Stress fractures of the scapula are also rare in athletes and have been described occasionally. Veluvolu et al. described a case of a jogger using weights in his hands for about eight weeks. Bone scintigraphy showed a linear band of increased uptake in the superomedial portion of the scapula, which was later confirmed by radiographs. Possibly the stress fracture was caused by overuse of the supraspinatus muscle when stabilising the humeral head during jogging with weights (Veluvolu et al. 1988). A scapular stress fracture has also been described in an offensive lineman who developed a painful shoulder during a game of American football (Ward et al. 1994). As part of an intensive training programme, he was lifting weights and he had already noticed pain before the game. Radiography showed an incomplete transverse radiolucent line in sclerotic bone at the underside of the acromion near its origin from the scapular spine. Bone scintigraphy showed increased uptake in this region. This stress fracture can possibly be explained by the intense weightlifting programme (Ward et al. 1994). A third case of stress fractures of the scapula has been described in a young female gymnast, after activities with excessive shoulder stress. Bone scintigraphy showed focal increased uptake in the scapula (Nagle and Freitas 1987). A fracture of the coracoid process has been described in a professional trap shooter. Plain radiograph showed a fracture through the base of the coracoid process; no bone scintigraphy was performed in this patient (Boyer 1975).

Khoury et al. described the case of a breakdancer who suffered from bilateral shoulder pain. Plain radiography of the shoulders was normal. However, bone scintigraphy showed symmetric and bilateral V-shaped uptake of the tracer at the borders of both scapulae. Possibly “bottom rock moves”, in which the dancer’s weight is supported by the neck and shoulders, have caused repetitive mechanical stress involving both scapulae, resulting in microfractures (Khoury et al. 2009).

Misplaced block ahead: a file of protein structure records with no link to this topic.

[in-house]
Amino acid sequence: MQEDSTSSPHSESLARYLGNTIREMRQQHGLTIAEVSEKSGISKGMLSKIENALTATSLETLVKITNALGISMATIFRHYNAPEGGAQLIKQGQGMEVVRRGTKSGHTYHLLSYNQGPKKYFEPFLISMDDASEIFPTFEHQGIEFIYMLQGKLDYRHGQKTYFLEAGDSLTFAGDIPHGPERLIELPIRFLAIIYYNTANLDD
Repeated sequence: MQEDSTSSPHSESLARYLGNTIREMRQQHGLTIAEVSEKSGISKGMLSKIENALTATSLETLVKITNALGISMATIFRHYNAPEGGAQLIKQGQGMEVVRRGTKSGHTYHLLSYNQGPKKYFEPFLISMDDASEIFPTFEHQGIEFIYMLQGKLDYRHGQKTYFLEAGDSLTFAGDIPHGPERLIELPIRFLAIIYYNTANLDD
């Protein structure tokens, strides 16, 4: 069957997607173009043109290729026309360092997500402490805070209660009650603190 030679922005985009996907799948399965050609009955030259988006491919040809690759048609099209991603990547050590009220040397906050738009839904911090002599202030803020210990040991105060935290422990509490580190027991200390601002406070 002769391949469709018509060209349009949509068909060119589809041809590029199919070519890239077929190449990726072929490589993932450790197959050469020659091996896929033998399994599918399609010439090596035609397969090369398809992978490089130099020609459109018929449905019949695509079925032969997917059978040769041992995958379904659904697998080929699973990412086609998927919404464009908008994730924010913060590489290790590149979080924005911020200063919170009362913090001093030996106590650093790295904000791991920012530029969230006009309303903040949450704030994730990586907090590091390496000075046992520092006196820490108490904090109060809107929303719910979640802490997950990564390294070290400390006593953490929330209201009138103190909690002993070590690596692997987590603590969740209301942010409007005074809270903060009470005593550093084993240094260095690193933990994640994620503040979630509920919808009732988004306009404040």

18.3.5 Muscle Injuries

Bone scanning can be used in the diagnosis of muscle injuries. Bone scintigraphy will be positive when cellular necrosis is present. Although the exact mechanism of the uptake of tracer into necrotic muscular tissue is unknown, it can possibly be explained by binding of the radiopharmacon to intracellular calcium deposits or denatured proteins (Nagle and Freitas 1987). No increased uptake of tracer will be seen in muscle cramps after exercise, as they are not associated to disruption of the muscle fibres.

Bone scintigraphy performed 24–48 h after running a marathon has demonstrated increased uptake in the affected muscles; the intensity of uptake is correlated with the perception of muscle tenderness. The uptake decreased over time and disappeared within a week (Matin et al. 1983). Increased uptake of the bone tracer in muscles (including shoulder muscles), damaged by exertion, has also been observed in a weightlifter (Valk 1984).

Muscle strain is a common sports injury. Usually muscle tears occur at the junction of the tendon and the muscle when the muscle is stretched beyond a critical tenseness. When a sufficient amount of necrosis occurs, those muscle tears can be detected on bone scintigraphy (Nagle and Freitas 1987). Murray has published a case of a weightlifter with muscle necrosis and ischemia with involvement of the teres minor muscle (Murray 1998).

Contusion of muscular tissue can happen when a muscle and its surrounding tissue have been struck forcefully. This may result in incomplete disruption of muscular fibres and often also in a haematoma. When the muscle contusion is correlated with the formation of a haematoma, uptake of radiotracer can be increased. This increased uptake peaks 3–4 days after the injury and then decreases as a result of removal of the necrosis.

Myositis ossificans may occur in injured muscular tissue, especially when this is accompanied by the formation of a haematoma. The uptake of bone tracer can be intense and may precede the occurrence of radiographically visible abnormalities by weeks or months (Nagle and Freitas 1987).

18.3.6 Osteoarthritis of the Acromioclavicular Joint

Primary osteoarthritis is the most common type of noninflammatory joint disease. Ageing is the most important risk factor for osteoarthritis. Degeneration of the AC joint progresses more rapidly after repetitive stress or a trauma. Bone scintigraphy shows increased periarticular uptake (Elgazzar 2004). The degree of uptake is proportional to the severity of the disease (McCrae et al. 1992) as is shown in Fig. 18.2.
Dec 10, 2016 | Posted by in NUCLEAR MEDICINE | Comments Off on Nuclear Medicine Imaging of Shoulder Injuries